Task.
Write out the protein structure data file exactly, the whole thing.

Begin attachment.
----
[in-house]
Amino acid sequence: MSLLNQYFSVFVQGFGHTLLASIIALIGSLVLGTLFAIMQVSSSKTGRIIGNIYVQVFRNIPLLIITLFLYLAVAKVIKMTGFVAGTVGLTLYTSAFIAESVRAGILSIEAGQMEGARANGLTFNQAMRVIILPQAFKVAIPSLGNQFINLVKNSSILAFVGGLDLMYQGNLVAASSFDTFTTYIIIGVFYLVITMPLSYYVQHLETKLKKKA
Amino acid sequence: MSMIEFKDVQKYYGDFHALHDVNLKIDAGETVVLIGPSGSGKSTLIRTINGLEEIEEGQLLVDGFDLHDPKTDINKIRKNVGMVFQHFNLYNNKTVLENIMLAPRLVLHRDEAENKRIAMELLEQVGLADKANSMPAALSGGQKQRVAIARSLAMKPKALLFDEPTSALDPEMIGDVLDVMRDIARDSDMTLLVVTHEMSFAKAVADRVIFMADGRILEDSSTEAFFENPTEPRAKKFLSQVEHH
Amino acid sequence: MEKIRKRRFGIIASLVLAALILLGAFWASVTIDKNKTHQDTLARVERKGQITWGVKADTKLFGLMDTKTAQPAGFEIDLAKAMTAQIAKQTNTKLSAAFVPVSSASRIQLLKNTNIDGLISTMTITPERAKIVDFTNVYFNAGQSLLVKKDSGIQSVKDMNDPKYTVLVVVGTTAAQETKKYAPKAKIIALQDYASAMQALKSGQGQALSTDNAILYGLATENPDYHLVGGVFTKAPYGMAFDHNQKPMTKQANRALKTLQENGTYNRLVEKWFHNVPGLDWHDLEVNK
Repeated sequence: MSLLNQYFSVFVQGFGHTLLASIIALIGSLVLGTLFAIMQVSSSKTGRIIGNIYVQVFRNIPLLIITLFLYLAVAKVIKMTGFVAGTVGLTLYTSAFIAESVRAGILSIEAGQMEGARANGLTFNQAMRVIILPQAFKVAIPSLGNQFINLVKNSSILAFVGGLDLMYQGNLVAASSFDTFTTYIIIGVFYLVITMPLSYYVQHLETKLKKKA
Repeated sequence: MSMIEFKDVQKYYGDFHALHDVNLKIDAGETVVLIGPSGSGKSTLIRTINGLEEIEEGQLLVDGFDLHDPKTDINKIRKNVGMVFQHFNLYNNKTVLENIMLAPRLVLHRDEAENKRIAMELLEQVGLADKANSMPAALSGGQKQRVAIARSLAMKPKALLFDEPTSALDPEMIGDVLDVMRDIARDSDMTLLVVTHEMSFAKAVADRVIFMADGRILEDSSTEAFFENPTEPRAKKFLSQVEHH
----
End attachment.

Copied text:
[in-house]
Amino acid sequence: MSLLNQYFSVFVQGFGHTLLASIIALIGSLVLGTLFAIMQVSSSKTGRIIGNIYVQVFRNIPLLIITLFLYLAVAKVIKMTGFVAGTVGLTLYTSAFIAESVRAGILSIEAGQMEGARANGLTFNQAMRVIILPQAFKVAIPSLGNQFINLVKNSSILAFVGGLDLMYQGNLVAASSFDTFTTYIIIGVFYLVITMPLSYYVQHLETKLKKKA
Amino acid sequence: MSMIEFKDVQKYYGDFHALHDVNLKIDAGETVVLIGPSGSGKSTLIRTINGLEEIEEGQLLVDGFDLHDPKTDINKIRKNVGMVFQHFNLYNNKTVLENIMLAPRLVLHRDEAENKRIAMELLEQVGLADKANSMPAALSGGQKQRVAIARSLAMKPKALLFDEPTSALDPEMIGDVLDVMRDIARDSDMTLLVVTHEMSFAKAVADRVIFMADGRILEDSSTEAFFENPTEPRAKKFLSQVEHH
Amino acid sequence: MEKIRKRRFGIIASLVLAALILLGAFWASVTIDKNKTHQDTLARVERKGQITWGVKADTKLFGLMDTKTAQPAGFEIDLAKAMTAQIAKQTNTKLSAAFVPVSSASRIQLLKNTNIDGLISTMTITPERAKIVDFTNVYFNAGQSLLVKKDSGIQSVKDMNDPKYTVLVVVGTTAAQETKKYAPKAKIIALQDYASAMQALKSGQGQALSTDNAILYGLATENPDYHLVGGVFTKAPYGMAFDHNQKPMTKQANRALKTLQENGTYNRLVEKWFHNVPGLDWHDLEVNK
Repeated sequence: MSLLNQYFSVFVQGFGHTLLASIIALIGSLVLGTLFAIMQVSSSKTGRIIGNIYVQVFRNIPLLIITLFLYLAVAKVIKMTGFVAGTVGLTLYTSAFIAESVRAGILSIEAGQMEGARANGLTFNQAMRVIILPQAFKVAIPSLGNQFINLVKNSSILAFVGGLDLMYQGNLVAASSFDTFTTYIIIGVFYLVITMPLSYYVQHLETKLKKKA
Repeated sequence: MSMIEFKDVQKYYGDFHALHDVNLKIDAGETVVLIGPSGSGKSTLIRTINGLEEIEEGQLLVDGFDLHDPKTDINKIRKNVGMVFQHFNLYNNKTVLENIMLAPRLVLHRDEAENKRIAMELLEQVGLADKANSMPAALSGGQKQRVAIARSLAMKPKALLFDEPTSALDPEMIGDVLDVMRDIARDSDMTLLVVTHEMSFAKAVADRVIFMADGRILEDSSTEAFFENPTEPRAKKFLSQVEHH